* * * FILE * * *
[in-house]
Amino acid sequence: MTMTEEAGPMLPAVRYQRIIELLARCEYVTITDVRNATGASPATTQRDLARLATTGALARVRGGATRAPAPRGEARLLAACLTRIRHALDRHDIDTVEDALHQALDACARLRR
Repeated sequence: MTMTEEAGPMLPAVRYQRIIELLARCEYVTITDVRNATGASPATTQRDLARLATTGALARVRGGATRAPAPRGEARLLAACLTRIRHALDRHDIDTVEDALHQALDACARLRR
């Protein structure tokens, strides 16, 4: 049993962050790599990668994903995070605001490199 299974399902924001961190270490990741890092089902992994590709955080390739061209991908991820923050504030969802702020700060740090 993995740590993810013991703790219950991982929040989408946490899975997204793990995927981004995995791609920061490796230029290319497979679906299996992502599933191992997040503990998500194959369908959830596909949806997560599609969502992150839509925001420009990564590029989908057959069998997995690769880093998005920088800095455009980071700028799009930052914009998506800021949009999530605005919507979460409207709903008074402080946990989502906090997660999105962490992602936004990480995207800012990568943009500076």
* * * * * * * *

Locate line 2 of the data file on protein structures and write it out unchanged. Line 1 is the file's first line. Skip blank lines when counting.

Amino acid sequence: MTMTEEAGPMLPAVRYQRIIELLARCEYVTITDVRNATGASPATTQRDLARLATTGALARVRGGATRAPAPRGEARLLAACLTRIRHALDRHDIDTVEDALHQALDACARLRR